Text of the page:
This particular work was striking for me too, because since I have arrived in Leuven I work in a square called Herbert Hooverplein, which has been for me during all these years just an address, to receive letters and visitors. I never before questioned its name, I never knew what it stood for. I know now who is Herbert Hoover in relation to this city.
As I mentioned, the richness of the exhibition is that, while centering on key questions, it moves in space and time. Thus we are fast forwarded from Leuven in 1914 to today’s Beirut. Lamia Joreige’s Beirut, Autopsy of a City (2010) illustrates her constant fear that the city would be destroyed. Unlike linear official histories, she has created a multidimensional timeline of photographs, drawings, film and text where the past and present merge. This has created a sort of reframing of reality, a way of building new relationships between the individual and the collective.
Mona Hatoum’s Bunker shows an apocalyptic cityscape in Beirut. The installation is a series of thirteen blackened structures, pocked with bullet holes, scarred by grenades. The installation’s imposing scale and oppressive and dark atmosphere were extremely confronting as it brought close the physical experience of violence. It was almost as if you could touch the fear of losing one’s life, one’s home, one’s children, the fear of losing everything and everyone, including a place to hide. For her no bunker is a safe space. These works for me were extremely accessible, maybe because of the scale, maybe because of the huge emotional involvement of both artists. They were also reminders of the daily realities of the war in many places around the world, when war is not only a haunting memory but a haunting reality. While some people need to remember, some people cannot even forget.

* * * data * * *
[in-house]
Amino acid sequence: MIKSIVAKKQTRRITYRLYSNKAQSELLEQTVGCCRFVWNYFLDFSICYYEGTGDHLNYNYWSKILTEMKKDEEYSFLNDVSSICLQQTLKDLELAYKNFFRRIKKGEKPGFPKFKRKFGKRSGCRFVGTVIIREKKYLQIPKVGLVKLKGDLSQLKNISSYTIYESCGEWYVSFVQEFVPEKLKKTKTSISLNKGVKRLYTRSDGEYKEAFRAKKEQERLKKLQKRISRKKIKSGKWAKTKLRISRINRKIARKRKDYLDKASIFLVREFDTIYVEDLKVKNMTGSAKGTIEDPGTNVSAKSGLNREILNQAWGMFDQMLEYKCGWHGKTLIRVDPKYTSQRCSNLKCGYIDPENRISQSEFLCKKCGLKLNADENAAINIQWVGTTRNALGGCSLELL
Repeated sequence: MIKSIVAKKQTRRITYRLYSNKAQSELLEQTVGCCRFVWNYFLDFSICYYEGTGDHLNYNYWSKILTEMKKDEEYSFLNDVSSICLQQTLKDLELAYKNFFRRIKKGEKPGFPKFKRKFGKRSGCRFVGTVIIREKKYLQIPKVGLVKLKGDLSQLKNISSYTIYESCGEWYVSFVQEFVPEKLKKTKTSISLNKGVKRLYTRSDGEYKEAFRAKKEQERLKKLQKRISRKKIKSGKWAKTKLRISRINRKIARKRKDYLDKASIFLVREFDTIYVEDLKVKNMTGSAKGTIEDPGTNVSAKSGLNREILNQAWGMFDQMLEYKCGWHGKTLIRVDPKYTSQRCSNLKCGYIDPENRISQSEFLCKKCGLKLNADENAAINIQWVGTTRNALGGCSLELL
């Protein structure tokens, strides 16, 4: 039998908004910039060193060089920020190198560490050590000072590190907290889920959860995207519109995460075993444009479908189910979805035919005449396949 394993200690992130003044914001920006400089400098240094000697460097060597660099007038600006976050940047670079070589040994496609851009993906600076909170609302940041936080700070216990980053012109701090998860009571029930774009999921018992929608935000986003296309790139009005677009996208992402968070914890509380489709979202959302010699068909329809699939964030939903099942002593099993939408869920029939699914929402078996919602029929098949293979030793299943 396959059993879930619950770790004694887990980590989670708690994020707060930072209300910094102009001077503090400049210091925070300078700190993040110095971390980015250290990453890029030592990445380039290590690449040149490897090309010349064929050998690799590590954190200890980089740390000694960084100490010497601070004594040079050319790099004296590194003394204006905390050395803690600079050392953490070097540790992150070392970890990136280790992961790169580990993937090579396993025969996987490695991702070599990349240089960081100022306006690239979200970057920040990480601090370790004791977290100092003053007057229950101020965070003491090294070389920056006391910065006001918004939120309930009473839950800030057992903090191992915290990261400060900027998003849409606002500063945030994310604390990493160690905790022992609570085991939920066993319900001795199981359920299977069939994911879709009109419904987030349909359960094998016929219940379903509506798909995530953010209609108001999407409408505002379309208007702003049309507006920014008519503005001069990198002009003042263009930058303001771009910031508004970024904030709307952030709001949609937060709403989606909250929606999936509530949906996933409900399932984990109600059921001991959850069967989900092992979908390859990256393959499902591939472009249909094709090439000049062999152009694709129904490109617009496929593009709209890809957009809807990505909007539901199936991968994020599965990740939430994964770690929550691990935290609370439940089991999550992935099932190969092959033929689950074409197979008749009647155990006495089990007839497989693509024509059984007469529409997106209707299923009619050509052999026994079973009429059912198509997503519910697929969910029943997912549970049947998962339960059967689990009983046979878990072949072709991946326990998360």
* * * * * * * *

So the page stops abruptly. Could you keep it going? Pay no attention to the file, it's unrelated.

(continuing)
Ravaged moved between reality and fiction, history and myth. It took us to the crushed mythical cities of Sodom with Landscape With The Burning Of Sodom by Henri Bles; Troy with The burning of Troy by Simon de Vlieger; and Costandinopole with J.M.W. Turner’s The Burning of Constantinople. These and other works while showing how war destroys art and human construction, at the same time hint at how destruction and the aesthetics of war inspires art. It was more difficult for me personally to engage with the older works. Compared with the power of the large-scale installations and conceptual pieces the paintings seemed smaller and precious. The first impact is one of beauty, and that beautiful medium and framing creates a sort of detachment from the viewer as it lacks a sense of urgency.
Particularly interesting was the Art and Propaganda section. Fernando Bryce in his piece To The Civilised World (2014) has taken original newspapers, postcards and pamphlets related to the destruction of the library and re-drawn them beautifully in ink in a sort of mimetic analysis. In so doing, he questions the different sides of the narrative of the war and therefore he questions truth. The truth, particularly in war, is often about perspective and framing. The truth gets constructed, and has to be negotiated. This clearly reminded me of the Turkish denial of the Armenian genocide, and how two totally and absolutely different truths can co-exist. It is also extremely interesting to juxtapose these propaganda materials to the concrete materials of the ravage. The whole framing of the exhibition walks a fine line between fiction and reality, between the real and symbolic, between construction and destruction.